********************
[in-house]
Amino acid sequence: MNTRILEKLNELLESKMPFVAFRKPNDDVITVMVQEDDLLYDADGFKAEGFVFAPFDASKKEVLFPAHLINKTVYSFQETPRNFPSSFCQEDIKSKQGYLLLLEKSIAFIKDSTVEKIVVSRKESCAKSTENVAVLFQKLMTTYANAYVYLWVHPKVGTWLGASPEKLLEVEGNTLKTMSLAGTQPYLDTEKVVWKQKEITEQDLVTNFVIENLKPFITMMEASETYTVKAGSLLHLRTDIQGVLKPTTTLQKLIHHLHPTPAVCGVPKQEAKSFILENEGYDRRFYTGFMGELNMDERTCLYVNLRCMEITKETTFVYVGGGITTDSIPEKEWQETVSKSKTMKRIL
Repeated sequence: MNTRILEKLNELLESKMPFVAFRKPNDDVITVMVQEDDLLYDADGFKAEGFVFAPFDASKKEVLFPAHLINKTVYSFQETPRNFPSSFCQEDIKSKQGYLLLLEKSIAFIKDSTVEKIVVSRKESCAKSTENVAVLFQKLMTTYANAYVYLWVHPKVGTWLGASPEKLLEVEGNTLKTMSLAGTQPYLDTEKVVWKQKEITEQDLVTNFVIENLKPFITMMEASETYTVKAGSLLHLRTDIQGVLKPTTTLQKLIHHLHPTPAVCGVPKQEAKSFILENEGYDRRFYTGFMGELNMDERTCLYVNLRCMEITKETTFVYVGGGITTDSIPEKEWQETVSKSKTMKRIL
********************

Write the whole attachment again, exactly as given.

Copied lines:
[in-house]
Amino acid sequence: MNTRILEKLNELLESKMPFVAFRKPNDDVITVMVQEDDLLYDADGFKAEGFVFAPFDASKKEVLFPAHLINKTVYSFQETPRNFPSSFCQEDIKSKQGYLLLLEKSIAFIKDSTVEKIVVSRKESCAKSTENVAVLFQKLMTTYANAYVYLWVHPKVGTWLGASPEKLLEVEGNTLKTMSLAGTQPYLDTEKVVWKQKEITEQDLVTNFVIENLKPFITMMEASETYTVKAGSLLHLRTDIQGVLKPTTTLQKLIHHLHPTPAVCGVPKQEAKSFILENEGYDRRFYTGFMGELNMDERTCLYVNLRCMEITKETTFVYVGGGITTDSIPEKEWQETVSKSKTMKRIL
Repeated sequence: MNTRILEKLNELLESKMPFVAFRKPNDDVITVMVQEDDLLYDADGFKAEGFVFAPFDASKKEVLFPAHLINKTVYSFQETPRNFPSSFCQEDIKSKQGYLLLLEKSIAFIKDSTVEKIVVSRKESCAKSTENVAVLFQKLMTTYANAYVYLWVHPKVGTWLGASPEKLLEVEGNTLKTMSLAGTQPYLDTEKVVWKQKEITEQDLVTNFVIENLKPFITMMEASETYTVKAGSLLHLRTDIQGVLKPTTTLQKLIHHLHPTPAVCGVPKQEAKSFILENEGYDRRFYTGFMGELNMDERTCLYVNLRCMEITKETTFVYVGGGITTDSIPEKEWQETVSKSKTMKRIL